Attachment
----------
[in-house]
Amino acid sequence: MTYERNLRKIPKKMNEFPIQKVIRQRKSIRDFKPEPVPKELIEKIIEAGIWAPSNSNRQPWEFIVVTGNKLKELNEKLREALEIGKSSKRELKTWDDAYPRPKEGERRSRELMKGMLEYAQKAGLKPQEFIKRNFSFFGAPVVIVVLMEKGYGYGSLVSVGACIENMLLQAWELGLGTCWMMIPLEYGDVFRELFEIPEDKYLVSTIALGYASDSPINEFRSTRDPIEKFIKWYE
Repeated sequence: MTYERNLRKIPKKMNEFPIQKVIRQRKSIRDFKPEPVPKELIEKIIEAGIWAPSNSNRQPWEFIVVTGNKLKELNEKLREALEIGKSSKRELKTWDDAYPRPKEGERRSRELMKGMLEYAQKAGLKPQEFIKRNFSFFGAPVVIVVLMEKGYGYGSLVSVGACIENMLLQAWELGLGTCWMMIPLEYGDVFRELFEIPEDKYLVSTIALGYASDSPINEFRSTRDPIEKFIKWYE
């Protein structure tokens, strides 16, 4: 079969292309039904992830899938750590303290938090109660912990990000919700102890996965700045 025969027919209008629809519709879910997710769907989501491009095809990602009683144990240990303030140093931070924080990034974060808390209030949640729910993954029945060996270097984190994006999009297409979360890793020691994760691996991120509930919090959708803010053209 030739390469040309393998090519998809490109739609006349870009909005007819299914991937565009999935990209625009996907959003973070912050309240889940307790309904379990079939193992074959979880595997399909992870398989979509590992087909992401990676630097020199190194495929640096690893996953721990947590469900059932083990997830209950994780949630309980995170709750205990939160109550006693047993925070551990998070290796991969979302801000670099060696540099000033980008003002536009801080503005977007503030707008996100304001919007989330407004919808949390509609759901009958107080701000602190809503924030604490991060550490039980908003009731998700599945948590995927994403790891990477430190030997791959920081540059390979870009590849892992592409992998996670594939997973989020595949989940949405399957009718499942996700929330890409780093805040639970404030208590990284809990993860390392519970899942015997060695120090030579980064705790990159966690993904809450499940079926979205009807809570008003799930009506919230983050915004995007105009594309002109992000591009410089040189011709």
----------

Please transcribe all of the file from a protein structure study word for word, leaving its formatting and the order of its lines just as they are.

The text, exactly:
[in-house]
Amino acid sequence: MTYERNLRKIPKKMNEFPIQKVIRQRKSIRDFKPEPVPKELIEKIIEAGIWAPSNSNRQPWEFIVVTGNKLKELNEKLREALEIGKSSKRELKTWDDAYPRPKEGERRSRELMKGMLEYAQKAGLKPQEFIKRNFSFFGAPVVIVVLMEKGYGYGSLVSVGACIENMLLQAWELGLGTCWMMIPLEYGDVFRELFEIPEDKYLVSTIALGYASDSPINEFRSTRDPIEKFIKWYE
Repeated sequence: MTYERNLRKIPKKMNEFPIQKVIRQRKSIRDFKPEPVPKELIEKIIEAGIWAPSNSNRQPWEFIVVTGNKLKELNEKLREALEIGKSSKRELKTWDDAYPRPKEGERRSRELMKGMLEYAQKAGLKPQEFIKRNFSFFGAPVVIVVLMEKGYGYGSLVSVGACIENMLLQAWELGLGTCWMMIPLEYGDVFRELFEIPEDKYLVSTIALGYASDSPINEFRSTRDPIEKFIKWYE
């Protein structure tokens, strides 16, 4: 079969292309039904992830899938750590303290938090109660912990990000919700102890996965700045 025969027919209008629809519709879910997710769907989501491009095809990602009683144990240990303030140093931070924080990034974060808390209030949640729910993954029945060996270097984190994006999009297409979360890793020691994760691996991120509930919090959708803010053209 030739390469040309393998090519998809490109739609006349870009909005007819299914991937565009999935990209625009996907959003973070912050309240889940307790309904379990079939193992074959979880595997399909992870398989979509590992087909992401990676630097020199190194495929640096690893996953721990947590469900059932083990997830209950994780949630309980995170709750205990939160109550006693047993925070551990998070290796991969979302801000670099060696540099000033980008003002536009801080503005977007503030707008996100304001919007989330407004919808949390509609759901009958107080701000602190809503924030604490991060550490039980908003009731998700599945948590995927994403790891990477430190030997791959920081540059390979870009590849892992592409992998996670594939997973989020595949989940949405399957009718499942996700929330890409780093805040639970404030208590990284809990993860390392519970899942015997060695120090030579980064705790990159966690993904809450499940079926979205009807809570008003799930009506919230983050915004995007105009594309002109992000591009410089040189011709």